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mise

[meez, mahyz] /miz, maɪz/
noun
1.
a settlement or agreement.
2.
Law. the issue in a proceeding instituted on a writ of right.
Origin of mise
late Middle English
1400-1450
1400-50; late Middle English < Anglo-French: a putting, setting down (e.g. of expenses), noun use of feminine of mis set down < Latin missus past participle of mittere to send, bestow
Dictionary.com Unabridged
Based on the Random House Dictionary, © Random House, Inc. 2016.
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Examples from the Web for mises
Historical Examples
  • Notes et correspondance, mises en ordre et publies par M. Chipon et L. Pingaud.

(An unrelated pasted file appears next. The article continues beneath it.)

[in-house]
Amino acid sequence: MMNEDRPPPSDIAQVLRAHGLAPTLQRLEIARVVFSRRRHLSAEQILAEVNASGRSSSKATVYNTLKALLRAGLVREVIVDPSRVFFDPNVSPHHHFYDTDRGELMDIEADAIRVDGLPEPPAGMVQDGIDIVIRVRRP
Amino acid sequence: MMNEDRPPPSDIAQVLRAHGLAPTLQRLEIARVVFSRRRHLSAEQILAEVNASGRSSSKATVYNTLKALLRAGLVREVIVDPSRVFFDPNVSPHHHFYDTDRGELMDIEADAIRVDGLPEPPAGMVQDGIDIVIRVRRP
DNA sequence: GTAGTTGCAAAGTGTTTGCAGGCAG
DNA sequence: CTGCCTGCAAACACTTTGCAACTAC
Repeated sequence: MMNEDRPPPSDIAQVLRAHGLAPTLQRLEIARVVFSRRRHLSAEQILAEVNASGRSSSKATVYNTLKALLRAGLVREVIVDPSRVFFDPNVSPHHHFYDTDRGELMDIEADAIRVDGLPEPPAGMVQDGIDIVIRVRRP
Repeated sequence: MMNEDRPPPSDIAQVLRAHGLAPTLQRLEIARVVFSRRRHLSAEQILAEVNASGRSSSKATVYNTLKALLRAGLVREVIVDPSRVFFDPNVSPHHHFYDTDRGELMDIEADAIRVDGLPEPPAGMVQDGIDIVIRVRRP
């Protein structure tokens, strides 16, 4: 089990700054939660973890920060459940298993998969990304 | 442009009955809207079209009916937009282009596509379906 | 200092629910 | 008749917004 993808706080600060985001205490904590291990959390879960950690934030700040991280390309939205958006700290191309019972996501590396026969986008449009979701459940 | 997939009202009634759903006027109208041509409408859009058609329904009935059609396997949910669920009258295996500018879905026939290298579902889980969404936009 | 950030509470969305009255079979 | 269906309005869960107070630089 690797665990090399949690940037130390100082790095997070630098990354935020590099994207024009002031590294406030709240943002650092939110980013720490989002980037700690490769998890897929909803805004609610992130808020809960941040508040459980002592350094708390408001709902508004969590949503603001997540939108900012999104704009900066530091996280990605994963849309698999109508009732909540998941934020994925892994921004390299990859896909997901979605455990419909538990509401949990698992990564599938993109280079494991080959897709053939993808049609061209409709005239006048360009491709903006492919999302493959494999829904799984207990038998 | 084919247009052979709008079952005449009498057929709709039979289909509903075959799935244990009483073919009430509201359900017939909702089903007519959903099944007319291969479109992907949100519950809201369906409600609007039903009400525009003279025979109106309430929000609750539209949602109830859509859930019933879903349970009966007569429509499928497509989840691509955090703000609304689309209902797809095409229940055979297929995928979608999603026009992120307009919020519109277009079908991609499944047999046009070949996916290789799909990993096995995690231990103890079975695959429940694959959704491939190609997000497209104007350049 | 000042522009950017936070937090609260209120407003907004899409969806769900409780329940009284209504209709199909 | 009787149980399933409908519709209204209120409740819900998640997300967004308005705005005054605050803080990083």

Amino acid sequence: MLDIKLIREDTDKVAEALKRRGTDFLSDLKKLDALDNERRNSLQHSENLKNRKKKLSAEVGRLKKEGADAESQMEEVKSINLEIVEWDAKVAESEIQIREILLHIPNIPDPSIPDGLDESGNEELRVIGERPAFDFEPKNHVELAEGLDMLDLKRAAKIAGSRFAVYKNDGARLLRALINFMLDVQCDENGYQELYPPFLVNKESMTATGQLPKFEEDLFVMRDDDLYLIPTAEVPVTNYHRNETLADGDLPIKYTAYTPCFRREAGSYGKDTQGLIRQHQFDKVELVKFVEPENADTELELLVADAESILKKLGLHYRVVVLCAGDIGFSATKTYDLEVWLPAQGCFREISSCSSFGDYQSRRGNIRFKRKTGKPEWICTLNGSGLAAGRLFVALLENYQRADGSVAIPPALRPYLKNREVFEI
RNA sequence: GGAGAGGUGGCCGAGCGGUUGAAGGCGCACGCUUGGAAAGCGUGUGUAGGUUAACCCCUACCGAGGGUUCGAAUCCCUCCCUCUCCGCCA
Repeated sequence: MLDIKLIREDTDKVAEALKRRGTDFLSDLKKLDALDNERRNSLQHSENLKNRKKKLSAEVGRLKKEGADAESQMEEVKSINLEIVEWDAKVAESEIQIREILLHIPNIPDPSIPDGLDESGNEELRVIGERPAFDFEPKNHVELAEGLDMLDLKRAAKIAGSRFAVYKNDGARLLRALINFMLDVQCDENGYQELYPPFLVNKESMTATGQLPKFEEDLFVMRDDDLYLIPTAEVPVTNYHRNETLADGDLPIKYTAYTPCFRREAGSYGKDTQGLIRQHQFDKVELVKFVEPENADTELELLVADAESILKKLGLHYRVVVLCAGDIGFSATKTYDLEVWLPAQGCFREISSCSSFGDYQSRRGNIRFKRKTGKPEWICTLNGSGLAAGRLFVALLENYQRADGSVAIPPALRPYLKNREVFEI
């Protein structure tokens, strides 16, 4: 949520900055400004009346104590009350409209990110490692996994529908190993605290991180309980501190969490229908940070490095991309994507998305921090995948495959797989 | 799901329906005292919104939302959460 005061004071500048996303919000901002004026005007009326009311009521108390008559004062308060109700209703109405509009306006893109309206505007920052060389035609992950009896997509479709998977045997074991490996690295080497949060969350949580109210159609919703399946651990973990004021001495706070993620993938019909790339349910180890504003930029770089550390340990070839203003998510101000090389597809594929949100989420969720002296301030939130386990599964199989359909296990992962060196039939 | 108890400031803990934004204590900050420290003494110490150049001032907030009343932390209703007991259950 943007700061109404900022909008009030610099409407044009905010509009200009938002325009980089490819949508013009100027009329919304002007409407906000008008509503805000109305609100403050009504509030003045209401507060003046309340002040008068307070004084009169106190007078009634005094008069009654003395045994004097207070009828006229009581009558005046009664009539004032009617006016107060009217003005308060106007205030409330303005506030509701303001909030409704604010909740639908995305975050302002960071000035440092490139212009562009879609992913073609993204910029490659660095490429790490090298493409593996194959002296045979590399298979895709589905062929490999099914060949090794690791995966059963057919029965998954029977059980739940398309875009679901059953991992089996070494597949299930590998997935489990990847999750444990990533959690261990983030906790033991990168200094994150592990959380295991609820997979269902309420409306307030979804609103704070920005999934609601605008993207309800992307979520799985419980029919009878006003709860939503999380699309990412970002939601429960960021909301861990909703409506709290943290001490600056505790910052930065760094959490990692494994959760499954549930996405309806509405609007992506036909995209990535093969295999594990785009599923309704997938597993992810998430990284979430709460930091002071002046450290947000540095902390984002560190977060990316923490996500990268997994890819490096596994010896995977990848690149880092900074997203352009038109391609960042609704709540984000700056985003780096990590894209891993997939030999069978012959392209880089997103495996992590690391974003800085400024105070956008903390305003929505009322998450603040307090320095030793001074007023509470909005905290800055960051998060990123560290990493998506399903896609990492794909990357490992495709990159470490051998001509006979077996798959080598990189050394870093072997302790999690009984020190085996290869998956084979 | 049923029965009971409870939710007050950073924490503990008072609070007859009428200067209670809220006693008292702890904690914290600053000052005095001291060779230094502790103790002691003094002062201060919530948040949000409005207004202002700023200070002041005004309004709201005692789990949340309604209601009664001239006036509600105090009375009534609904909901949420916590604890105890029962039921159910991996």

The Life of Napoleon Bonaparte William Milligan Sloane
  • mises, like Moses, also engraved his laws on tables of stone.

    The Bible Of Bibles; Kersey Graves
  • In von mises there seem to me to be very noteworthy clarity and power.

    The Value of Money Benjamin M. Anderson, Jr.
  • This seems to be our old circle in unmistakable form, but mises thinks he has an escape, as will later appear.

    The Value of Money Benjamin M. Anderson, Jr.
British Dictionary definitions for mises

mise

/miːz; maɪz/
noun (law)
1.
the issue in the obsolete writ of right
2.
an agreed settlement
Word Origin
C15: from Old French: action of putting, from mettre to put
Collins English Dictionary - Complete & Unabridged 2012 Digital Edition
© William Collins Sons & Co. Ltd. 1979, 1986 © HarperCollins
Publishers 1998, 2000, 2003, 2005, 2006, 2007, 2009, 2012
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